Growing Practices

More and more, businesses are being pressured to employ environmentally responsible options in their day to day operations. We take this concern seriously, which is why we are constantly looking for ways to have as little impact on our environment as possible.

We’ve made an effort to really watch what’s trending in terms of which plants require less water and attract *the good* insects. Plants that are heat tolerant, deer resistant, and those that attract butterflies and bees, all score big with us. We have a plan for improving our practices where we can, and have already implemented procedures to operate our business in a way that leaves the smallest environmental impact possible. Read on to learn how we do this.

Greenhouse operations are heavily dependent on irrigation water. In many cases, municipal water is very expensive and contains Chlorine and other chemicals which is not beneficial to the crops. In the summer time, the municipal water can also be too warm for some crops affecting plants to wilt or cause deceases from warm water in the root zone.

We are fortunate to be on our own well system that provides us with great pressure, fantastic tasting, clear, unchlorinated water. We prefer to hand water our plants versus employing a mechanized watering system. We find that we waste much less water through run-off and are able to provide more personalized attention to our plants.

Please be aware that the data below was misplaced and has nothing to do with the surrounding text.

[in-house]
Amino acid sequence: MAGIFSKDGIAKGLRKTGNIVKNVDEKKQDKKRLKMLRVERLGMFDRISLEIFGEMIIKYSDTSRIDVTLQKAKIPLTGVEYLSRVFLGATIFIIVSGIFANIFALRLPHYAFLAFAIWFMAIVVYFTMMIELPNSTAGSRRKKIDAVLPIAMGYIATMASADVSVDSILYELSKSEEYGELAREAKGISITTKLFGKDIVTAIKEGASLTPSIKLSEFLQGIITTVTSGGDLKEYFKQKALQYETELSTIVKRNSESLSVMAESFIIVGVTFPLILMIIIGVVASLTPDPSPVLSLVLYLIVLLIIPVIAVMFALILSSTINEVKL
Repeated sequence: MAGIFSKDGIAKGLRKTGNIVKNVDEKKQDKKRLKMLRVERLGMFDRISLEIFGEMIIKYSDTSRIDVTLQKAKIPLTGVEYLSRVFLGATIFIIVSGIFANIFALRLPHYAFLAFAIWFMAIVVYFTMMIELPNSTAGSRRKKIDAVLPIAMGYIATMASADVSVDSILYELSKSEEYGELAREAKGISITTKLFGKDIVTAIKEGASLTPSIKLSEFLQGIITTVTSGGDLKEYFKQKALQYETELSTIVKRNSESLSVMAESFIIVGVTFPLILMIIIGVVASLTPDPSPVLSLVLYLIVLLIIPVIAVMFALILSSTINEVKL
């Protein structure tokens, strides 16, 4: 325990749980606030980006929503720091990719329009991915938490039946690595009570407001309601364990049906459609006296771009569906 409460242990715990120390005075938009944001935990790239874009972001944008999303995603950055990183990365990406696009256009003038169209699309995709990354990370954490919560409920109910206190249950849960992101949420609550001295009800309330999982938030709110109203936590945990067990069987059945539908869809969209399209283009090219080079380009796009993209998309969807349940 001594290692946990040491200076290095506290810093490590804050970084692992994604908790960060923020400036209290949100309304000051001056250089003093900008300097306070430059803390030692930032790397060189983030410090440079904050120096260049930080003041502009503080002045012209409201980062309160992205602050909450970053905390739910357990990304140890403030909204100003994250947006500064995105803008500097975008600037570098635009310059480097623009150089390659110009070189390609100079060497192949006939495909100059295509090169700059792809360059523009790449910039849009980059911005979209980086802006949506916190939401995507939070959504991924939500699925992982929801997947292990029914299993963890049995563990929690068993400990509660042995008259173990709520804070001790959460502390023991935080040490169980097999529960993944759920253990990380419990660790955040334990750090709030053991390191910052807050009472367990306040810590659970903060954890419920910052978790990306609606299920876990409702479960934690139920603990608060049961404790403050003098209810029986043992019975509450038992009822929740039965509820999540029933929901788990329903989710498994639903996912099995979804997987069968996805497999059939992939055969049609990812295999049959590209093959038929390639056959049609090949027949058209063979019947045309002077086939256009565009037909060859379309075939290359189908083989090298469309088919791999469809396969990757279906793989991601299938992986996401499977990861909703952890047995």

We employ the reduce, reuse, recycle mantra wherever we can and whenever possible. Used poly from our greenhouses is used to insulate outbuildings, pots can be reused using a homemade bleach cleanser, we reuse trays that our plugs come in to plant our seeds, and all of our cardboard is recycled.
We use high efficiency Viessmann boilers on Natural Gas to heat our greenhouses. We service them annually to ensure that they are operating at optimum performance. These boilers operate at a 97-98% efficiency rating.

We seed a number of our plants ourselves, but it is not always cost effective to do so depending on the finish time of the plant. When we don’t do it ourselves, we look for options that will bring the cuttings and plugs to us using the most direct route possible, in order to reduce emissions caused by transportation.

When we send trucks for delivery, we plan our routes so that we are delivering full cube vans of inventory, and when orders don’t require full trucks, we use a trailer towed behind a half-tonne truck in order to reduce emissions.

What about the Neonictinoids?

In the late 1990s, Neonicotinoids came under increasing scrutiny over their environmental impacts. Neonicotinoid use was linked in a range of studies to adverse ecological effects, including honey-bee colony collapse disorder (CCD) and loss of birds due to a reduction in insect populations. In 2013, the European Union and a few non EU countries restricted the use of certain neonicotinoids (source: Wikipedia)

Neonics are still widely used in our industry because it’s a cheap, easy way to prevent insect damage to greenhouse crops. At Superior Farms, WE DO NOT USE Neonics. A significant portion of our property contains marshland that we provide to Ducks Unlimited, so it was important for us to do what we could to maintain the health of our bird population, and any of the insects that they might feed on. Read on for further information: Neonic Harms More Than Just The Bees

We do like to employ the use of ladybugs in our pest prevention program. Read more about the helpful little guys here: Natural Insect Control